Twenty-five recordings have been chosen for preservation at the Library of Congress, including Simon and Garfunkel's song "Sound of Silence."

The Washington Post reported that the "Sound of Silence" was written after President John F. Kennedy's assassination.  The 25 songs are being added to the National Recording Registry on Thursday due to their important historical, cultural and artistic significance. Chubby Cheker's "The Twist" is another one being added. The Washington Post reported that the congress said that the song became a symbol for the excitement of the early 60s.

Art Garfunkel, 71, said to the AP that he is thrilled.

"When you look at the little mesh, wire microphone ... and you address people on the other side of the mic, you hope that your performance will be special, and you hope that it will have lasting power," he said, adding that he remembers thinking in the 60s that "if we do really good and give a very special performance to these great Paul Simon songs, we might last right into the next century and be appreciated," he said to the AP.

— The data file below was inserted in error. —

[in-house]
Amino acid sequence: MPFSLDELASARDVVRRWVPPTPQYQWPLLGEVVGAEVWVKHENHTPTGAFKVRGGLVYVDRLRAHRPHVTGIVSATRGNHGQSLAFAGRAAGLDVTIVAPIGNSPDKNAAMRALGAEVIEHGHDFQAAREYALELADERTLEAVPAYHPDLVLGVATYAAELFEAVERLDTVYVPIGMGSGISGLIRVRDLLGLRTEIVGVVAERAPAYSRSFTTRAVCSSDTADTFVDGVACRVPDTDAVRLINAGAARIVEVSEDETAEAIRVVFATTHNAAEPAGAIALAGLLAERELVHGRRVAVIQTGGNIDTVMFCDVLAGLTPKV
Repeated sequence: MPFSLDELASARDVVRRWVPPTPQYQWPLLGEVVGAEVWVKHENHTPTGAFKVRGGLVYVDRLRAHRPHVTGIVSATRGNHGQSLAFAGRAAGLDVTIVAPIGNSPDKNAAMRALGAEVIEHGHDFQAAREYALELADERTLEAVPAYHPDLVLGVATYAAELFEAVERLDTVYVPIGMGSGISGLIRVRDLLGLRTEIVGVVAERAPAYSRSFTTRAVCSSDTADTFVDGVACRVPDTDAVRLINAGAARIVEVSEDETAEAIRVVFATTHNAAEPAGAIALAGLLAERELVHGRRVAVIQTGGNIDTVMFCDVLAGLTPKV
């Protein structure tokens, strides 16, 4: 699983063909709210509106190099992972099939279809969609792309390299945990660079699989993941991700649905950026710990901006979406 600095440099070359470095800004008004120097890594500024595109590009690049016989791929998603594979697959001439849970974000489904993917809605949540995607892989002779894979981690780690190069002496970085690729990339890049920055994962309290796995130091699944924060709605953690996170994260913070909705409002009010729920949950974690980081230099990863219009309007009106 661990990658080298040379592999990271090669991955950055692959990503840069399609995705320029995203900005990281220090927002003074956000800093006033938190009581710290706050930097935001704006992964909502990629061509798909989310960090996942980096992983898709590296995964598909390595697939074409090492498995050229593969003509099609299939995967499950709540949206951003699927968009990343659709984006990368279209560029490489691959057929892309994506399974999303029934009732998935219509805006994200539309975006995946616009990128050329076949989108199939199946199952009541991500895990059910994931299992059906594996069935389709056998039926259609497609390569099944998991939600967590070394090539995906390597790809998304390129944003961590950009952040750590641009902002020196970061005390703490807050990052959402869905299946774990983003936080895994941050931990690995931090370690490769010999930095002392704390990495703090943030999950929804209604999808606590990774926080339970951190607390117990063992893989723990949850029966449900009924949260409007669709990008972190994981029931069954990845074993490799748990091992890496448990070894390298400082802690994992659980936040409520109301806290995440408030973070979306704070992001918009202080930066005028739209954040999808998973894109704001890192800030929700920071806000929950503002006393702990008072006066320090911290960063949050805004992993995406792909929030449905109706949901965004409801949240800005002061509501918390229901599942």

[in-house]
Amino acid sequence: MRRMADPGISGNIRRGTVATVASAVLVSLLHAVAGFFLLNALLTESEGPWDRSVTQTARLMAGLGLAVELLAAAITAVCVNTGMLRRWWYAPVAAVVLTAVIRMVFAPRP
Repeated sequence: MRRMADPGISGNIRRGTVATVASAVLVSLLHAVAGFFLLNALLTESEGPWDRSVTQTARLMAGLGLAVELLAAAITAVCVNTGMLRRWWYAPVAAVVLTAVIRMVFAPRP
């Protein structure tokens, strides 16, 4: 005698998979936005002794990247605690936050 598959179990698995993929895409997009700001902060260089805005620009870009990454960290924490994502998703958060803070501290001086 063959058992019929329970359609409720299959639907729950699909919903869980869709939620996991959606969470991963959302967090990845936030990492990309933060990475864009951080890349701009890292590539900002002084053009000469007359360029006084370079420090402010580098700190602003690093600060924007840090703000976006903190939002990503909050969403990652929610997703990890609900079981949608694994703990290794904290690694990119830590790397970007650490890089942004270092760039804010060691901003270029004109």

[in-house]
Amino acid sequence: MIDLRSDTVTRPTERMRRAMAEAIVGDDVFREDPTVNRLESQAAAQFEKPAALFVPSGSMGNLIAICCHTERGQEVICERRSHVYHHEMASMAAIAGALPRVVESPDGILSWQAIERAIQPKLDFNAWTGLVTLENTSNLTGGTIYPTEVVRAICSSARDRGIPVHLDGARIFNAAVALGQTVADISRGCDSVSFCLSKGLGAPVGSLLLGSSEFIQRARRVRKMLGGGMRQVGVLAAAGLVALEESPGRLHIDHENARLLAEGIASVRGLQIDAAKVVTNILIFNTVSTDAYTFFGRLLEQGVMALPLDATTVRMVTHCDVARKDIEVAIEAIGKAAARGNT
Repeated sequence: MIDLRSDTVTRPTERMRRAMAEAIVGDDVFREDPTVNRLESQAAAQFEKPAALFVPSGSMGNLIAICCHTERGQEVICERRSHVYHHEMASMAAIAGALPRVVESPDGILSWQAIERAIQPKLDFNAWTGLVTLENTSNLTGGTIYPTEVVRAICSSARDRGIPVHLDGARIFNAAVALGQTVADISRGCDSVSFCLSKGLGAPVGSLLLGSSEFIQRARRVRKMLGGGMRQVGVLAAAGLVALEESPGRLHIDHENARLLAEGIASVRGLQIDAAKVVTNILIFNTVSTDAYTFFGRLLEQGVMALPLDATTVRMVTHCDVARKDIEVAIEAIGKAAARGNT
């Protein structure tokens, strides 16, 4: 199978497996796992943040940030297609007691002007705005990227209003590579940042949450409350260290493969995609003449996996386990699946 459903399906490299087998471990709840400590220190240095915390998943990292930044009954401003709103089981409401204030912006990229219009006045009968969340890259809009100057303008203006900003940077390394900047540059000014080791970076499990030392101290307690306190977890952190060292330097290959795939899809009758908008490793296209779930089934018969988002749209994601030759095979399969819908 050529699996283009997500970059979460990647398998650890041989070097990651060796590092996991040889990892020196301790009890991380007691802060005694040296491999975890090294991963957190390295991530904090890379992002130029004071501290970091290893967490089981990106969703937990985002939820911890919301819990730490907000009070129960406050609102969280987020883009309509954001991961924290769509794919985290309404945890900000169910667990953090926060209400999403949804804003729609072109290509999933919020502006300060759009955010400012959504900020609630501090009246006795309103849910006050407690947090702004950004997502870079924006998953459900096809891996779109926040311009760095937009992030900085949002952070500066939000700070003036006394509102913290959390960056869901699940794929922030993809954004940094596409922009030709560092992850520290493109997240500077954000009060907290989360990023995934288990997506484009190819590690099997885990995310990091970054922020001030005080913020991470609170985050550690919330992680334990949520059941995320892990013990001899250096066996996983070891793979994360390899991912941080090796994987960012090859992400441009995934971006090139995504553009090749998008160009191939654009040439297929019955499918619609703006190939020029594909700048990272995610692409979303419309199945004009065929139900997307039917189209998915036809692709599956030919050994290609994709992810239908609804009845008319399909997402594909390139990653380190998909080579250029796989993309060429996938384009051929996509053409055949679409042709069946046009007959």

Pink Floyd's "Dark Side of the Moon" had the highest number of public nominations for this year's registry, reported The Washington Post.

The library noted that it was an example "brilliant, innovative production in service of the music".

Other songs noted in the selection include Jimmy Davis' "You Are My Sunshine" from 1940 which became President Herbert Hoover's election campaign song when he was running for Louisiana governor.

"It became one of the most popular country songs of all time and the state song of Louisiana in 1977," added the BBC."The classical pianist Van Cliburn's Cold War performance when he won the prestigious Tchaikovsky International Piano Competition at 23 also was selected. The American musician who performed for every US president since Harry Truman, died in February."